He has been equally disorientated by the way the world outside has changed. As he doesn’t use the phone, having to use that method to contact his surgery with the help of his support worker has been complicated and stressful. He cannot go into his local shop, partly because of its new layout but also because of increased anxiety over how closely people might approach him. More anxiety was created by face masks: he felt physically uncomfortable wearing one himself and confused by seeing them covering other people’s faces. On top of this, being encouraged to pay in a contactless way was not just unfamiliar but alien to him.

Covid-19 has also posed problems for his support. His Care and Support Plan states that he should be receiving a combination of support from a care agency and a Personal Assistant (PA). After he lost his PA in February, he was ready to interview someone who seemed likely to be a very good replacement. She, however, dropped out because she had an elderly family relative and understandably did not want to take the Covid-19 risks that a new PA position would entail.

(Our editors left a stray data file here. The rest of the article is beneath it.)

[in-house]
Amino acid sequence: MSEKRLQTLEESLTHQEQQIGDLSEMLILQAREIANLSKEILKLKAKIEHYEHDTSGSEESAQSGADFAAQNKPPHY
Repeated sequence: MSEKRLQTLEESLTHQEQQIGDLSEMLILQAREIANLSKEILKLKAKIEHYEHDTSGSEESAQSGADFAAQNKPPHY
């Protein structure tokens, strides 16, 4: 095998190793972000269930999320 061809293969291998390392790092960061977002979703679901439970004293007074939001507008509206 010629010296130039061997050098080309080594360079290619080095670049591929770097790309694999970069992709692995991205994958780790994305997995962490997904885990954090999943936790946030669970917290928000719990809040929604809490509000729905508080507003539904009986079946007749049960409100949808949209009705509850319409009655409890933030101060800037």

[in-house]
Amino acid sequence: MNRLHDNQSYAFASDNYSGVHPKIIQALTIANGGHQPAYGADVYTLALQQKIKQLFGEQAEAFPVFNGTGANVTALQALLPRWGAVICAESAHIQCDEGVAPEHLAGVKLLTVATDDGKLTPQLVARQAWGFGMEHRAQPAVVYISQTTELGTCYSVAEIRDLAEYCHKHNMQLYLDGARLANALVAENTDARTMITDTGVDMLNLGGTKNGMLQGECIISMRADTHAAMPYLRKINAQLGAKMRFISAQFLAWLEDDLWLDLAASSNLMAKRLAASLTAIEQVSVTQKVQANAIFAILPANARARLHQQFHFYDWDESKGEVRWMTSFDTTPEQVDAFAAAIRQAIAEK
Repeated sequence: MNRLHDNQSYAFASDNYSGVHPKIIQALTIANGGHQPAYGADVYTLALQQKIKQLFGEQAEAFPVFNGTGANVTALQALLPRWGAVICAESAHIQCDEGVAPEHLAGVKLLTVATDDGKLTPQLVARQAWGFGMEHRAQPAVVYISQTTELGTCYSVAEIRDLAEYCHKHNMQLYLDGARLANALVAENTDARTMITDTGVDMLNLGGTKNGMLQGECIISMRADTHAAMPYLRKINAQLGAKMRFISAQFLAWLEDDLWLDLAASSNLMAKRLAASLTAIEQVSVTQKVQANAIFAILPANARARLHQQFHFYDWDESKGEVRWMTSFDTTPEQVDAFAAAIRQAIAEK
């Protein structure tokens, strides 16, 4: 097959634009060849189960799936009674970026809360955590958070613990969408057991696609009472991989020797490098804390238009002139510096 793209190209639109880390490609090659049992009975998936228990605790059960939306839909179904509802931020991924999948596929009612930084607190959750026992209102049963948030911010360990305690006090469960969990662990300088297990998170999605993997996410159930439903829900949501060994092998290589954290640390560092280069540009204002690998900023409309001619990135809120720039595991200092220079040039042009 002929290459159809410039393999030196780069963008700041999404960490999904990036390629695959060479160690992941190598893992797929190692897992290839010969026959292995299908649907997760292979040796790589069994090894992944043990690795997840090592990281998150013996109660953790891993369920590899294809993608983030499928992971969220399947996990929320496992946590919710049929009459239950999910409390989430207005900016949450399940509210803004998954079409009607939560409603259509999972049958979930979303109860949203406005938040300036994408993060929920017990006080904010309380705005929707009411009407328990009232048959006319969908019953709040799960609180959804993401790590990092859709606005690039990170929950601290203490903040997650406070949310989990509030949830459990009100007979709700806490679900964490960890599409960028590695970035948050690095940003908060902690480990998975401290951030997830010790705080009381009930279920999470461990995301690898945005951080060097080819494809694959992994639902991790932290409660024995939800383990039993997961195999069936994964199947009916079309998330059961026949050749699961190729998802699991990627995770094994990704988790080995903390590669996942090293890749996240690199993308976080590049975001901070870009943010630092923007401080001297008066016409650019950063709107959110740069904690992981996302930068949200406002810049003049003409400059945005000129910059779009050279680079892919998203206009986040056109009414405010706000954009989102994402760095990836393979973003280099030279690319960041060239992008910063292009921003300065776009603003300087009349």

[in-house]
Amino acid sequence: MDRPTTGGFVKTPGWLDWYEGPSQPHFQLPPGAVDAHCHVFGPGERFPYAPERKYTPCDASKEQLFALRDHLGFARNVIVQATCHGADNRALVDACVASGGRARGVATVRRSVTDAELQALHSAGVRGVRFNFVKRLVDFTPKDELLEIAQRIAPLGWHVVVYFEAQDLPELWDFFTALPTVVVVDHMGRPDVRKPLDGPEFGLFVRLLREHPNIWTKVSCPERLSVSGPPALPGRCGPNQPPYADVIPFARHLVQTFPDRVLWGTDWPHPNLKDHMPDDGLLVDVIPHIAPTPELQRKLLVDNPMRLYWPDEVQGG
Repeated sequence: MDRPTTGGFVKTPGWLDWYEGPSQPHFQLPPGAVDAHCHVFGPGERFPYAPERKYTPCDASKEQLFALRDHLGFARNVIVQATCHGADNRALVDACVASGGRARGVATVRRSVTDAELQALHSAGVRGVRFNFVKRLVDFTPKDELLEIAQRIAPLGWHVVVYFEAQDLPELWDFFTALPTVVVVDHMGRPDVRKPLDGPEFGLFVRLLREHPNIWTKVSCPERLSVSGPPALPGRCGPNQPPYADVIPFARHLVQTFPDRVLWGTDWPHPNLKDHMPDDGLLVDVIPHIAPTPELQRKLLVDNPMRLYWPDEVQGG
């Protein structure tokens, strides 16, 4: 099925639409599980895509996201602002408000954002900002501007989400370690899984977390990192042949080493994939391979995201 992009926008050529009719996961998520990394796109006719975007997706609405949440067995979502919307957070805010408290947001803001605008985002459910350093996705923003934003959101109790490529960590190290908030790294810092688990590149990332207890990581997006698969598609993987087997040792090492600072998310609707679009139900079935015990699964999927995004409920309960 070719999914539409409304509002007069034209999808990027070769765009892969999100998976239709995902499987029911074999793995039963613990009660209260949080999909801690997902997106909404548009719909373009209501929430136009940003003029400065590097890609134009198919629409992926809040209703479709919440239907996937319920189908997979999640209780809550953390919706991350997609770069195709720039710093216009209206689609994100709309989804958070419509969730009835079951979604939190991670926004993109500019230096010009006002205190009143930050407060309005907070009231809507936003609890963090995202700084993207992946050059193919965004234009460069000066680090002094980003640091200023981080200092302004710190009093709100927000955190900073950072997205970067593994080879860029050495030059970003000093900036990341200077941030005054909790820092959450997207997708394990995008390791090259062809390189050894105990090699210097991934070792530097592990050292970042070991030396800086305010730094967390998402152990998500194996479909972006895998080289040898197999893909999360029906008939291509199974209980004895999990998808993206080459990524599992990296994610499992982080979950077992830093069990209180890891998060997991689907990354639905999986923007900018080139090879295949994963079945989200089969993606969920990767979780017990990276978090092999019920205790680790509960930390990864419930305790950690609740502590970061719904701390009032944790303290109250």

The care agency has kept him going but it too has had problems and for a short period in April, it had to cut the number of hours Ben received because of staff needing to self-isolate. Difficulties like this, combined with the lack of a PA, have meant that, at a time where the world has undergone massive change, he has been seriously under-supported.

All these changes – to his day centre, the outside world and his support – have left him closer to isolation and, at points, overwhelmed.